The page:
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Tuesday, February 24, 2009

Liars All

There was a tide of sightings by people across the country in the 1890's of mysterious "airships" that predated dirigibles and similar flying machines. These have long been used to support the pre-Roswell existence of "UFO's". Other researchers, however, citing the known tendency of some newspaper reporters to be less than truthful, or more kindly put, more inclined to not let an opportunity to pull a prank escape, question the validity of these stories. In 1897 there came a report of a visit of one of these mysterious craft to LeRoy, Kansas.

"An account by Alexander Hamilton of Leroy, Kansas supposedly occurred about April 19, 1897, and was published in the Yates Center Farmer’s Advocate of April 23. Hamilton, his son, and a tenant witnessed an airship hovering over his cattle pen. Upon closer examination, the witnesses realized that a red “cable” from the airship had lassoed a heifer, but had also become entangled in the pen’s fence. After trying unsuccessfully to free the heifer, Hamilton cut loose a portion of the fence, then "stood in amazement to see the ship, cow and all rise slowly and sail off." (Jacobs, 15)."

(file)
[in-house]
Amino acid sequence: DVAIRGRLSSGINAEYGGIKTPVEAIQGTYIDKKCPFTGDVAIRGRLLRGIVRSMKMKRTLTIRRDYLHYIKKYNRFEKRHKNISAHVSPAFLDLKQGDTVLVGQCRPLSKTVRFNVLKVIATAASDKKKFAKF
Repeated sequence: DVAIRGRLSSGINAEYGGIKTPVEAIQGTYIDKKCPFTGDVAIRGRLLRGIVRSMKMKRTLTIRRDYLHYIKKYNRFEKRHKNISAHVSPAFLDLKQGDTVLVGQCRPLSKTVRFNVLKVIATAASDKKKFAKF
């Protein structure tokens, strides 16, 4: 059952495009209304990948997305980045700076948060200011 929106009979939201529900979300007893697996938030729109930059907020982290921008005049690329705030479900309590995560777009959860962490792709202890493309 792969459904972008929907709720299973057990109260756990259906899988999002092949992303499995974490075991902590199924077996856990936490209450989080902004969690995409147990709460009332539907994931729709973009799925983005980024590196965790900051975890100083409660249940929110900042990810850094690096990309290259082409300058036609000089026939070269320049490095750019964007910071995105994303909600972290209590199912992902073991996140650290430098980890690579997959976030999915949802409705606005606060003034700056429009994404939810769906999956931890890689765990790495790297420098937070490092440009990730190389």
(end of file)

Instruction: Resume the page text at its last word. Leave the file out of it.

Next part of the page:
"In 1982, ....UFO researcher Jerome Clark debunked this story, and confirmed via interviews and Hamilton's own affidavit that the story was a successful attempt to win a Liar's Club competition to create the most outlandish tall tale). "

Once again, we see the "Liar's" angle from Kansas - which must have had a very strong storytelling heritage to support such tall tales and outright lies! One prank or hoax does not necessarily eliminate all such reports, but it does underscore the necessity of doing full background research when looking into any mystery of history.

Read the full and excellent report on the entire mystery airship phenom at
Also, Publications International, Ltd., the Editors of. "The 1897 Cow Abduction Hoax." 07 February 2008. 27 July 2008.

Early judge and newspaperman, David Leahy, spoke in Wichita in Feb. 1903 calling it the "hot air Emporium" and stating that "Wichita sends out more newspaper fairy tales than any place of like size on Earth." He referenced a story where a fake story was supported by forged telegrams and as a result a NY paper was defending itself in court. In another, he told of a tale that a 2 year old had fallen into a bored well and numerous requests for updates flooded the newspaper office. Another tale involved a farmer in the Cherokee Strip and a tornado funnel. According to the Kansas Historical Society, Leahy was an Irish born newsman who was in the first government in Kingfisher, Oklahoma and was in Wichita on the newspapers in 1890's. So, he presents alikely candidate as the "Kansas reporter" for the story of the "all woman town" in Oklahoma . "Wichita's Liars". Oklahoma (Feb. 14, 1903)David Leahy at ewspapers/Leahybio.htm

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